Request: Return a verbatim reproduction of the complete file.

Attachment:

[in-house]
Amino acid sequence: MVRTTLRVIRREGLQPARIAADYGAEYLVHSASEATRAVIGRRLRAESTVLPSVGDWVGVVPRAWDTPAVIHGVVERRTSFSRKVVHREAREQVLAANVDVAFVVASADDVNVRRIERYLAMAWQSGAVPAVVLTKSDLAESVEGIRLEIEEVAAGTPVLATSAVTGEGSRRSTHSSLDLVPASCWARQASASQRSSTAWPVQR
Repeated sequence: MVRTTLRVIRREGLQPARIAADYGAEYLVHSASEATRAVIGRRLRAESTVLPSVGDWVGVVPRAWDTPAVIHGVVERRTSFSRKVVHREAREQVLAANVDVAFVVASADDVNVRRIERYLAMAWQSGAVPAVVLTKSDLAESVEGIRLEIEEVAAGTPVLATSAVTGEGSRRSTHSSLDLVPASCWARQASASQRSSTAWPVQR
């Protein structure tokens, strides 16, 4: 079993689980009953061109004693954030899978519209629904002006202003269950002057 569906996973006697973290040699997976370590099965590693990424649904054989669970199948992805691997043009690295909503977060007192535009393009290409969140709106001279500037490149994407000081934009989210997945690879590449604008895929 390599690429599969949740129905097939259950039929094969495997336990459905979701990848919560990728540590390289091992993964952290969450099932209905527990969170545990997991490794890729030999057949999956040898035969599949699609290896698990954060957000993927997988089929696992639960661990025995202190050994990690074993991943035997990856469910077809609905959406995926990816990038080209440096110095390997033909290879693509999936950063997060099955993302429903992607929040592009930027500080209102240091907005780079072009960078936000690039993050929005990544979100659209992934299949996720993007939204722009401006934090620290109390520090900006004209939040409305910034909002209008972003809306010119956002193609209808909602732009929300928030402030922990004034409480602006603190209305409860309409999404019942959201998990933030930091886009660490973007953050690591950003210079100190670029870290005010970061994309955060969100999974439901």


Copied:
[in-house]
Amino acid sequence: MVRTTLRVIRREGLQPARIAADYGAEYLVHSASEATRAVIGRRLRAESTVLPSVGDWVGVVPRAWDTPAVIHGVVERRTSFSRKVVHREAREQVLAANVDVAFVVASADDVNVRRIERYLAMAWQSGAVPAVVLTKSDLAESVEGIRLEIEEVAAGTPVLATSAVTGEGSRRSTHSSLDLVPASCWARQASASQRSSTAWPVQR
Repeated sequence: MVRTTLRVIRREGLQPARIAADYGAEYLVHSASEATRAVIGRRLRAESTVLPSVGDWVGVVPRAWDTPAVIHGVVERRTSFSRKVVHREAREQVLAANVDVAFVVASADDVNVRRIERYLAMAWQSGAVPAVVLTKSDLAESVEGIRLEIEEVAAGTPVLATSAVTGEGSRRSTHSSLDLVPASCWARQASASQRSSTAWPVQR
């Protein structure tokens, strides 16, 4: 079993689980009953061109004693954030899978519209629904002006202003269950002057 569906996973006697973290040699997976370590099965590693990424649904054989669970199948992805691997043009690295909503977060007192535009393009290409969140709106001279500037490149994407000081934009989210997945690879590449604008895929 390599690429599969949740129905097939259950039929094969495997336990459905979701990848919560990728540590390289091992993964952290969450099932209905527990969170545990997991490794890729030999057949999956040898035969599949699609290896698990954060957000993927997988089929696992639960661990025995202190050994990690074993991943035997990856469910077809609905959406995926990816990038080209440096110095390997033909290879693509999936950063997060099955993302429903992607929040592009930027500080209102240091907005780079072009960078936000690039993050929005990544979100659209992934299949996720993007939204722009401006934090620290109390520090900006004209939040409305910034909002209008972003809306010119956002193609209808909602732009929300928030402030922990004034409480602006603190209305409860309409999404019942959201998990933030930091886009660490973007953050690591950003210079100190670029870290005010970061994309955060969100999974439901």